South Africa

South Africa

The Molefe pension letter that could come back to bite Lynne Brown

The Molefe pension letter that could come back to bite Lynne Brown

A two-page letter by former Eskom chairperson Dr Ben Ngubane is at odds with Public Enterprises Minister Lynne Brown’s contention that she was not party to Brian Molefe’s employment contract or in the loop about plans for his generous retirement benefits. By Jessica Bezuidenhout for SCORPIO.

Tucked away in a batch of Eskom documents prepared for various legal challenges involving the power utility and its former Group CEO Brian Molefe is a letter by then chairperson, Dr Ben Ngubane.

Unambiguous, it is titled: “Retirement Arrangements – Brian Molefe” and it is addressed to the honourable minister.

An email trail shows that the document was sent to three people in Brown’s office: the DPE registry officer, the department’s chief director of governance and Kim Davids, Brown’s personal assistant – the one who left after her Dubai stay courtesy of the Guptas were exposed by amaBhungane and Scorpio earlier this year.

Upon receiving this letter from Eskom, Davids wrote back: “Your email is received with thanks and hereby acknowledged. The contents hereof will be brought to the minister’s attention.”

Eskom seemingly required Brown’s approval to build the expensive retirement package into Molefe’s employment contract, one that was initially open-ended but which was later revised to limit his term to five years.

Dated 25 November 2015, it stated that Eskom was busy drafting Molefe’s five- year contract “for the minister’s input” as per her request.

Those retirement package details were seemingly being prepared by Eskom and required sign-off from the minister so it could be incorporated into Molefe’s employment contract which was being drawn up at that stage.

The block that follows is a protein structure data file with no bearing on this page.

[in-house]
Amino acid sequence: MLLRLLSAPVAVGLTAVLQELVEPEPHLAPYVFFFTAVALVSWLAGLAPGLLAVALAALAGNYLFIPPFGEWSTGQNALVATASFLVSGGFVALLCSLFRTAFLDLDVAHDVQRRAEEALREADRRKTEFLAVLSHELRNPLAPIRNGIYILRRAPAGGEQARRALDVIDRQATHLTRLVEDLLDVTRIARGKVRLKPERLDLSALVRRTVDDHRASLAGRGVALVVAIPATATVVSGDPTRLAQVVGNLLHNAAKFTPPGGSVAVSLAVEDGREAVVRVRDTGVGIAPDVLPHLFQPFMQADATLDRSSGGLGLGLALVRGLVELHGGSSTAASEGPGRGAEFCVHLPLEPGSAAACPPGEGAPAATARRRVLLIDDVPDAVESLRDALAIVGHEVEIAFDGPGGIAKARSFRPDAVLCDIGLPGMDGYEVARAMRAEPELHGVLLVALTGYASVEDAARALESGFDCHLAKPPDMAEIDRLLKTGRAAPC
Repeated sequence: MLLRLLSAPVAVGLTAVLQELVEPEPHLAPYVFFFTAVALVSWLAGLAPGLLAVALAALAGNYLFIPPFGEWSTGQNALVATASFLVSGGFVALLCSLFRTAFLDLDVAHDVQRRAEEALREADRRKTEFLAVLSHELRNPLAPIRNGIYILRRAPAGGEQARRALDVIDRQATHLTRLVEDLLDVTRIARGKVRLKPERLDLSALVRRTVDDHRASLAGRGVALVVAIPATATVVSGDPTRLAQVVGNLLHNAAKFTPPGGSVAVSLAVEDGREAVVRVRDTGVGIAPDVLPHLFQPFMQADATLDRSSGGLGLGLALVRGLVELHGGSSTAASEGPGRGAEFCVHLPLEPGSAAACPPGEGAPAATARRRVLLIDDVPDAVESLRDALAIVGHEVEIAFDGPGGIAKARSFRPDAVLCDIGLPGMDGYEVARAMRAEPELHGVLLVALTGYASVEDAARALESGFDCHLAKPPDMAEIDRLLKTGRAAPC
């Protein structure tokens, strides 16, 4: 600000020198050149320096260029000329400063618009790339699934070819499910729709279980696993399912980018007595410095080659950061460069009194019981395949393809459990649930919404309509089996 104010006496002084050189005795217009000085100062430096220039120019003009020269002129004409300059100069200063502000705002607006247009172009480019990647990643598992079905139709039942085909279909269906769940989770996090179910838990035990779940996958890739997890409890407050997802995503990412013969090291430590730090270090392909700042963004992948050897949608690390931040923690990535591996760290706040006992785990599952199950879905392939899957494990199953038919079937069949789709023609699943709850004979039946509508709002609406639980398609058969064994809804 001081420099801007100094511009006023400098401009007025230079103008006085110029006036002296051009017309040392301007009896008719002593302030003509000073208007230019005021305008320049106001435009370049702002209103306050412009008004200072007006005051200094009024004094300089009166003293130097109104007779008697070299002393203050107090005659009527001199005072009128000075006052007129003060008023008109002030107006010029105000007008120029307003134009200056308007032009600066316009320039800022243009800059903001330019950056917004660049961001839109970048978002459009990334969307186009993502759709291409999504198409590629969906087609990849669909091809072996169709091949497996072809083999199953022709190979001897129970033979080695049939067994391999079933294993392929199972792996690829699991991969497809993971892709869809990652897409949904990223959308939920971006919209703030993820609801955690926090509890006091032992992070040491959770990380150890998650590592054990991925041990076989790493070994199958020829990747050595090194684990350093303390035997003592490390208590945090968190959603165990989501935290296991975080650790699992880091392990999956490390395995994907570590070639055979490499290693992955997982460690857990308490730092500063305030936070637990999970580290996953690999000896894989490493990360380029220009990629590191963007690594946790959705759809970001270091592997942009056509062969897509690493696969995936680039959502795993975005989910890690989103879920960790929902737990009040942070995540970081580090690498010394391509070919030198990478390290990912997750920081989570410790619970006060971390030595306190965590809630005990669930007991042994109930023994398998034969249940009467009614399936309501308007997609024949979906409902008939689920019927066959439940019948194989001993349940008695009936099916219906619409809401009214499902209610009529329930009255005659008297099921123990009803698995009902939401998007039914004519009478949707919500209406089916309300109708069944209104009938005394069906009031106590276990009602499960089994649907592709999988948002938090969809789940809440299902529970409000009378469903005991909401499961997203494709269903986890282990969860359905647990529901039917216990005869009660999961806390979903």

In April this year when all hell broke loose over Molefe’s R30-million pension payment, Brown publicly stated that that the employment contract had been concluded between Ngubane and Molefe, adding “it didn’t have to be shown to me’ – thereby suggesting she knew nothing about it.

Brown’s office also declined to answer detailed questions about whether she was aware of the letter, had responded to it or whether she had withheld this information from the public. Her spokesman, Colin Cruywagen said she would respond to “these and other issues” in her answering affidavit in an upcoming High Court matter.

Documents show that Brown had on 1 November 2015, in writing approved Molefe’s R7.6-million remuneration package, reiterated the revised five-year contract and had “looked forward to receiving a copy of the draft employment contract and performance agreement as requested” from Eskom.

It was in response to that letter from Brown that Ngubane sent her one, dated 25 November which read: “As part of the drafting process, however, an important principle regarding Mr Molefe’s retirement fund needs to be addressed and I request the minister’s prior approval before we submit the draft contract for further input.”

Ngubane proposed various “contractual stipulations” to help ensure that Molefe would benefit from a boosted pension package to make up for the slow growth of his own pension caused by him having spent an extended time saving public sector institutions on short-term contracts. Those stipulations listed by Ngubane included:

*That regardless of Molefe’s age after his five-year contract, he be allowed to retire from Eskom’s service on the basis that he is aged 63;

*The penalties prescribed by the Eskom Pension and Provident Fund (PPF) for retirement prior to age 63, be waived; and

*That Eskom carries the cost of such penalties.